In addition, North Korea’s Korean Central News Agency stipulated that the denuclearization of the Korean Peninsula should occur in the context of no more armed conflict, military threats, nuclear weapons, and nuclear threats, which suggests that the issue of the South Korea-US alliance could be raised in any future denuclearization process. At the same time, North Korea emphasized that the United States had not taken reciprocal steps even though it had preemptively carried out denuclearization measures. This is also indicative of its willingness to negotiate using salami slicing tactics, in which North Korea’s nuclear capability is negotiated and rewarded piecemeal, without accepting the denuclearization road map based on “report-verify-dismantle” even as it urges the United States to agree to declare an end to the war. Therefore, we have to find our own alternatives so that North Korea can accept the denuclearization road map leading to “report-verify-dismantle”.

Second, it is now important to go beyond rhetorical flourishes and secure promises on specific measures. Chairman Kim has already indirectly expressed his commitment to denuclearization on several occasions, including the two visits by the South’s high-level delegation and at the US-North Korea summit.  This should now be shaped to detailed plan in an official written document, or even an externally disclosed policy or action. No one denies that North Korea is maintaining its nuclear and missile testing moratorium. Indeed, there has been no North Korean nuclear or missile test in the past 10 months, mainly because North Korea publicly dismantled its Punggye-ri nuclear test site. However, there still remains suspicions about the partial freeze. For example, the dismantlement of the Dongchang-ri engine testing facility (even if it is viewed as a freeze measure and not part of the moratorium) has only been ‘estimated’ through satellite photographs or observers’ accounts, but it has still not been publicly announced. Setting aside the removal of nuclear materials or actual nuclear weapons, as was discussed and expected to be implemented during the first half of the year, it is necessary to at least obtain a declaration listing the North’s nuclear capabilities, which would nevertheless constitute a substantial retreat from initial goals.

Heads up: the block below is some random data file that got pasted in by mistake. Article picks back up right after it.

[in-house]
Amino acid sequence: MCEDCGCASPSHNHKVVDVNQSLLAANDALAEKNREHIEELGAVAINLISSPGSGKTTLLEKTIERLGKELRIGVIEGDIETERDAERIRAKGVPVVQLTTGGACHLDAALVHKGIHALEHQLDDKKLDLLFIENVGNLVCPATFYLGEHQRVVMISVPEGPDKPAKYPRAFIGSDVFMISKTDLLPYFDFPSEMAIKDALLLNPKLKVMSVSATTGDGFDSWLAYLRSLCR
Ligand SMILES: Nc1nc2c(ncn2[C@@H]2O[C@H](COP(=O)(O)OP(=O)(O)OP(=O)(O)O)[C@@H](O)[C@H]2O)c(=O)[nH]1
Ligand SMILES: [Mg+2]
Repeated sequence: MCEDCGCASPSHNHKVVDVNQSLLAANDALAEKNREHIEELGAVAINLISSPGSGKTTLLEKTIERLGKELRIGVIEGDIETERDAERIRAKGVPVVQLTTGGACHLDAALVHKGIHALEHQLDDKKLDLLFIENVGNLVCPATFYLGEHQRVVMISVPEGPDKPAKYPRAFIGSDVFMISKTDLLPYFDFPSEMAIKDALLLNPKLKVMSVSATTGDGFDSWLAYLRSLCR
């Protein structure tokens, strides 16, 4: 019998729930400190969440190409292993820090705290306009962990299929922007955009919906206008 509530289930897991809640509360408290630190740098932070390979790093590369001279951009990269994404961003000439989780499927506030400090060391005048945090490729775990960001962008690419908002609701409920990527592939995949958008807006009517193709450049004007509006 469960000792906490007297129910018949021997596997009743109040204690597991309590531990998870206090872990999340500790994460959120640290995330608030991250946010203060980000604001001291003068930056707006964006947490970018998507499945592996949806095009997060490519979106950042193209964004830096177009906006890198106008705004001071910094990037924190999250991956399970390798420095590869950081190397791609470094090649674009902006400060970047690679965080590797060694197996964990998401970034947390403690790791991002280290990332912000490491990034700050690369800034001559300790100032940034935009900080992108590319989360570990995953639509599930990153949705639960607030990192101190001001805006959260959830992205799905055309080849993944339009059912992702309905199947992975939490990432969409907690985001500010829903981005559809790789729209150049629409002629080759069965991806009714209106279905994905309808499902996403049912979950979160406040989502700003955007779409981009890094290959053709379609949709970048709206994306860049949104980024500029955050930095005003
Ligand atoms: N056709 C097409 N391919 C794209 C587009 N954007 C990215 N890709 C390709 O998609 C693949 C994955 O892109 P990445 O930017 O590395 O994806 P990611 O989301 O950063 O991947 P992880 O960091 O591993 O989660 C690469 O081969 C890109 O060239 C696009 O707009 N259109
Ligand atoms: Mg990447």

Third, it is necessary to outline how proposed inter-Korean economic cooperation activities such as road and rail links, easing political and military tensions, and establishing a peace regime will actually lead to the denuclearization of the peninsula and the improvement of US-North relations. It is still difficult to resolve everything with the third inter-Korean summit given the brevity of the current thaw between North and South Korea. What is important is that North Korea’s expectations for inter-Korean economic cooperation and reducing tensions are very high—though these expectations should not lead to the relaxation of Korea-US-international cooperation as in the past or an exclusive focus on “national cooperation”—this expectation should reflect the positive change of the North itself and should be able to come from the inter-Korean agreement. For example, the expression of the principle of pursuing international obligations and development of inter-Korean relations at the same time may be considered. Furthermore, a vision should be laid out to ensure that cooperation and peace on the Korean Peninsula will contribute to the stability of the regional order. This will enable us to win broad support and cooperation from neighboring countries for our North Korea policy and denuclearization efforts.